The end of the year is upon us and a majority of companies celebrate with an end-of-year/holiday party.  Although the trend of holiday parties has diminished in recent years, it’s still a good idea to commemorate the year with an office perk like a fun, festive party. 

BENEFITS OF A YEAR-END CELEBRATION

  • Holiday staff parties are a perfect way to thank your employees for a great year. All employees want to feel appreciated and valued.  What better way to serve this purpose, than with an end of the year office celebration. Hosting a night out to honor your employees during a festive time of year boosts morale. And if done right, your party can jump start the new year with refreshed, productive employees.
  • End-of-year celebrations allow employees to come together outside of their own team.  The average American will spend 90,000 hours (45 years) of their life at work. Unless you have a very small office, most employees only engage in relationships within their department. When employees have a chance to mingle outside of their regular 9 to 5 day, they’ll build and cultivate relationships across different teams within the organization; creating a more loyal, cohesive and motivated culture.
  • Seasonal parties can provide employers insight on those who work for them. Spending the evening with your employees in a more casual and relaxed atmosphere may reveal talents and ideas you may not have otherwise seen during traditional work hours.

CREATING THE RIGHT FIT

Regardless of office size, if planned right, employers can make a holiday party pop, no matter your budget. Whether this is your first go at an end-of-year celebration for your employees, or you host one every year, keep a few things in mind:

  • Plan early. Establish a steering committee to generate ideas for your holiday party. Allow the committee to involve all employees early on in the process. Utilize voting tools like Survey Monkey or Outlook to compile employee votes. This engages not only your entire workforce, but serves you as well when tailoring your party to fit your culture.
  • Create set activities. Engaging employees in some type of organized activity not only eases any social anxiety for them and their guests, it cultivates memories and allows colleagues to get to know each other.  Consider a “Casino Night”, a photo booth (or two if your company can justify to size), an escape room outing—anything that will kick the night off with ease.
  • Incorporate entertainment during the dinner. Have team leads or management members come up with fun awards that emphasize character traits, strengths, and talents others may not know of. This is a great way to create cohesiveness, build relationships, and have your employees enjoy a good laugh at dinner. 
  • Offer fun door prizes every 15 minutes or so. Prizes don’t have to be expensive to have an impact on employees, just relevant to them. However, with the right planning you may be able to throw in a raffle of larger gift items as well. Just keep in the specific tax rules when it relates to gift-giving. Gift cards associated with a specific dollar amount available to use at any establishment, and larger ticket items, can be subject to your employees having to claim income on them and pay the tax.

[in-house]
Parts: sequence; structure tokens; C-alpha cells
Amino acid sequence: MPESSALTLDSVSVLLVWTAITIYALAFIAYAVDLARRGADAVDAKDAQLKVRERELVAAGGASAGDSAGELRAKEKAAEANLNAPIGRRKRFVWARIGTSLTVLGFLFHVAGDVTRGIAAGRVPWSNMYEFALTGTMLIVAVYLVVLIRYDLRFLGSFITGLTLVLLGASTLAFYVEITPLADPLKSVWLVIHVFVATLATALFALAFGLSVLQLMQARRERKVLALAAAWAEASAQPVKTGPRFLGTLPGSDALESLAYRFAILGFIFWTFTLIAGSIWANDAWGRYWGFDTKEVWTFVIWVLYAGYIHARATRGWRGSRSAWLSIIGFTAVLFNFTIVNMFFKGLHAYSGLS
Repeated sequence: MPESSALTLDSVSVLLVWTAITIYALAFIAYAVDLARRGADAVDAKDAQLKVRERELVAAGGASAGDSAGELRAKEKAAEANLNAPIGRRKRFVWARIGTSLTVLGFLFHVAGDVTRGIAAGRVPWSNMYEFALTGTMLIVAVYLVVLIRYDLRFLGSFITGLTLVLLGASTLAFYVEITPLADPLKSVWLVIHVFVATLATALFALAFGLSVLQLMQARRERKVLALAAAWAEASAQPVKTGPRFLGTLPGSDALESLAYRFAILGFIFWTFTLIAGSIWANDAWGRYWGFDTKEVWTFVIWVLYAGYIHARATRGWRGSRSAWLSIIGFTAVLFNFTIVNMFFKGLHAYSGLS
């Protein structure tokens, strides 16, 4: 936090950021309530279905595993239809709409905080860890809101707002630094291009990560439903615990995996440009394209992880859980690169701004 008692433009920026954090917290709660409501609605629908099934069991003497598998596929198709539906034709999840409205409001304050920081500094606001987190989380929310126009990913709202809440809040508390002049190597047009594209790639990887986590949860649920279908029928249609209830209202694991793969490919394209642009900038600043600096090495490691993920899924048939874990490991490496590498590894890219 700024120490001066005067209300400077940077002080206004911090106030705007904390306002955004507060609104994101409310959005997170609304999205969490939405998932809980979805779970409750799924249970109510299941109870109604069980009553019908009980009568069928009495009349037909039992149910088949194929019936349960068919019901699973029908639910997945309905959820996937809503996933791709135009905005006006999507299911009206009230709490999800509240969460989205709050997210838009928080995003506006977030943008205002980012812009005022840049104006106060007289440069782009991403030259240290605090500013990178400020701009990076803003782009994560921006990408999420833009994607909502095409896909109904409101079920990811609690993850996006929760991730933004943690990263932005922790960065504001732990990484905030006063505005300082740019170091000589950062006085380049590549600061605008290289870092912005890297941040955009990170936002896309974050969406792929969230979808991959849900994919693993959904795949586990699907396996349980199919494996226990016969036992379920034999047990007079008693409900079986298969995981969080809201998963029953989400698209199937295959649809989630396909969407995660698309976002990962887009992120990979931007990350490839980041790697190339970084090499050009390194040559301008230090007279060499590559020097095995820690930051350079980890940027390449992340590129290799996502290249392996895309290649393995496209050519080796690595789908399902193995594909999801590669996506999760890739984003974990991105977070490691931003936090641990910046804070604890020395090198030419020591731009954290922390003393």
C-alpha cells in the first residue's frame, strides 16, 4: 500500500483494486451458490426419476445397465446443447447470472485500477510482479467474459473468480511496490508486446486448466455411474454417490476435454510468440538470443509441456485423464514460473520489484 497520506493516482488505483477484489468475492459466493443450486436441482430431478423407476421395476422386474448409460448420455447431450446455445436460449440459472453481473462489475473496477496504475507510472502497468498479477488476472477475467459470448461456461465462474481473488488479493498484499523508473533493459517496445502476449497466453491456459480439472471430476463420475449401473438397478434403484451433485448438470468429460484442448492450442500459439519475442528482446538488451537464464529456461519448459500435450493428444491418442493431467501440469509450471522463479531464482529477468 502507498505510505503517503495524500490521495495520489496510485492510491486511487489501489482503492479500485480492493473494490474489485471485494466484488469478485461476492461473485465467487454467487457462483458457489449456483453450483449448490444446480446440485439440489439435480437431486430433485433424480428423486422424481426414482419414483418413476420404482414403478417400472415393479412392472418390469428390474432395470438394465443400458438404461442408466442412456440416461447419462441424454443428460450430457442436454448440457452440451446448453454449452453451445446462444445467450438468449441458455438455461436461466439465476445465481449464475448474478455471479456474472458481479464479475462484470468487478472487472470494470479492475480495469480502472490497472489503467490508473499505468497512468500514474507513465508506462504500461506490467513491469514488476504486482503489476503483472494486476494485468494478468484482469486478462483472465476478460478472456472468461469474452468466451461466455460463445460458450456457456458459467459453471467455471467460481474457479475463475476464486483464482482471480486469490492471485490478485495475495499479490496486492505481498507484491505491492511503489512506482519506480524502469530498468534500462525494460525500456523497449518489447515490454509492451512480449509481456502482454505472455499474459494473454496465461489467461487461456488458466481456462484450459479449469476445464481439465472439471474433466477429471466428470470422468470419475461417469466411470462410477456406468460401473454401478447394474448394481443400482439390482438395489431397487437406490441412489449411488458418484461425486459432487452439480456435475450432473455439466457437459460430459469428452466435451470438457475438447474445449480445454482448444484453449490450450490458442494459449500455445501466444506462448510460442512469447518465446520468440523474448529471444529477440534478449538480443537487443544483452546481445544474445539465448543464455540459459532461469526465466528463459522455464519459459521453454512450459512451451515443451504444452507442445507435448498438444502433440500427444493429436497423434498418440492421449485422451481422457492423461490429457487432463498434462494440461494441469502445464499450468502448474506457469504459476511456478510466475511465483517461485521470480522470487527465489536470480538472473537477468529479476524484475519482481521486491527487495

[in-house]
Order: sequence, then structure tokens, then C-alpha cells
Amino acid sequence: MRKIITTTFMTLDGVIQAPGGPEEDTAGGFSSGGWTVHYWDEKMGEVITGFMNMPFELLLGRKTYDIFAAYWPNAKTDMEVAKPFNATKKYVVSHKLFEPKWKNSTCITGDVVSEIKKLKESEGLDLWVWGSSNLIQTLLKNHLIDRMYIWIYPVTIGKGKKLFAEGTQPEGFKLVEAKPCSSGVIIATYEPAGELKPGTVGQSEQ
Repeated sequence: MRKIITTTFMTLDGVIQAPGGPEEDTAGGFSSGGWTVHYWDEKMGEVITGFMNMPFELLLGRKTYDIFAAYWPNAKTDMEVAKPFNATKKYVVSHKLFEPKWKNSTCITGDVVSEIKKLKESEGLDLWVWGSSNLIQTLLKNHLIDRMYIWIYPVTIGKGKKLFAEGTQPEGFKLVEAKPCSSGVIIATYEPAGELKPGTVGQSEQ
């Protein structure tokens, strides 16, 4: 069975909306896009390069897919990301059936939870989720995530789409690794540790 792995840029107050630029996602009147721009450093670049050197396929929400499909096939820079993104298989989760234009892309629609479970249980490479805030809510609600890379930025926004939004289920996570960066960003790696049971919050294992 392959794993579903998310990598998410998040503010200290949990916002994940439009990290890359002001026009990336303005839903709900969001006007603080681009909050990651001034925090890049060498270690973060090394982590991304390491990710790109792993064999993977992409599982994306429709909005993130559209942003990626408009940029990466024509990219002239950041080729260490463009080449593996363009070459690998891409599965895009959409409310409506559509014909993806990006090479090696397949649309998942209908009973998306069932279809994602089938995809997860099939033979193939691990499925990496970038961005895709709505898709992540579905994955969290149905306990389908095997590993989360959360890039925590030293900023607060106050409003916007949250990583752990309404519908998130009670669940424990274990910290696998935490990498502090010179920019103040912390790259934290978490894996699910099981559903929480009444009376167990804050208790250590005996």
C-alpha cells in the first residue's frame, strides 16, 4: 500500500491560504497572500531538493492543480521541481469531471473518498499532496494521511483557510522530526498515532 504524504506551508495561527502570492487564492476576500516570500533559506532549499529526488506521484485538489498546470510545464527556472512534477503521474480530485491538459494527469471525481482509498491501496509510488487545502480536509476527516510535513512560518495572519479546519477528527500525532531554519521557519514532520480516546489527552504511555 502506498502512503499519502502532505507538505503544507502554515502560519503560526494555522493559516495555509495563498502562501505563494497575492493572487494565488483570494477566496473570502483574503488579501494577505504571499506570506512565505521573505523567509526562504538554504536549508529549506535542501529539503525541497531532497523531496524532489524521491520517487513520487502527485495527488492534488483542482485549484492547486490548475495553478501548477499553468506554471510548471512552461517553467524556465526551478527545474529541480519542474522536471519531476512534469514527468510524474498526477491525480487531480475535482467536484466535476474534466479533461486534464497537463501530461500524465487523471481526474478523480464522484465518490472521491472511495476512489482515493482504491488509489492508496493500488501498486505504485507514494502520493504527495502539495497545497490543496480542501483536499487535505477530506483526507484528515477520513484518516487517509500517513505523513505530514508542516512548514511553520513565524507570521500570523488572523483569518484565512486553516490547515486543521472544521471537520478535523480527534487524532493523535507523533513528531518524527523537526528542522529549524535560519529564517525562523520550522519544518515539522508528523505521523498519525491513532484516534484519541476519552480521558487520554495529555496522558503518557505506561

• Make the dress code inclusive of everyone. Employees should not feel a financial pinch to attend a holiday office party. Establish a dress code that fits your culture, not the other way around.

 TAKE AWAY TIPS FOR A SUCCESSFUL HOLIDAY PARTY

According to the Society of Human Resource Management, statistics show in recent years only 65% of employers have offered holiday parties—down from 72% five years ago. Consider the following tips when hosting your next year-end celebration.

  • Keep it light.  Eliminate itineraries and board-room like structure. Choose to separate productivity/award celebrations and upcoming year projections from your holiday party. 
  • Invite spouses and significant others to attend the party.  Employees spend a majority of their week with their colleagues. Giving employees this option is a great way to show you value who they spend their time with outside of work.
  • Allow employees to leave early on a work day to give them time to get ready and pick up who is attending the party with them. 
  • Mingle.  Show how you value your employees by chatting with them and meeting their guests.
  • Provide comfortable seating areas where employees can rest, eat and talk.  Position these in main action areas so no one feels anti-social for taking a seat somewhere.
  • Consider tying in employees that work in different locations.  Have a slideshow running throughout the night on what events other office locations have done throughout the year.
  • Create low-key conversation starters and get people to chat it up.  This is valuable especially for those that are new to the company and guests of your employees. Incorporate trivia questions into the décor and table settings. Get them to engage by tying in a prize.
  • Keep the tastes and comfort level of your employees in mind. Include a variety of menu items that fit dietary restrictions.  Not all employees drink alcohol and not all employees eat meat.
  • Limit alcohol to a 2 ticket system per guest.  Opt for a cash bar after that to reduce liability.
  • Provide access to accommodations or coordinate transportation like Uber or Lyft to get your employees somewhere safely after the party if they choose to drink.

Ultimately, holiday parties can still be a value-add for your employees if done the right way. Feel free to change it up from year to year so these parties don’t get stale and continue to fit to your company’s culture. Contemplate new venues, ideas and activities and change up your steering committee to keep these parties fresh. Employees are more likely to enjoy themselves at an event that fits with their lifestyle, so don’t be afraid to get creative!

christmas-dinner.jpg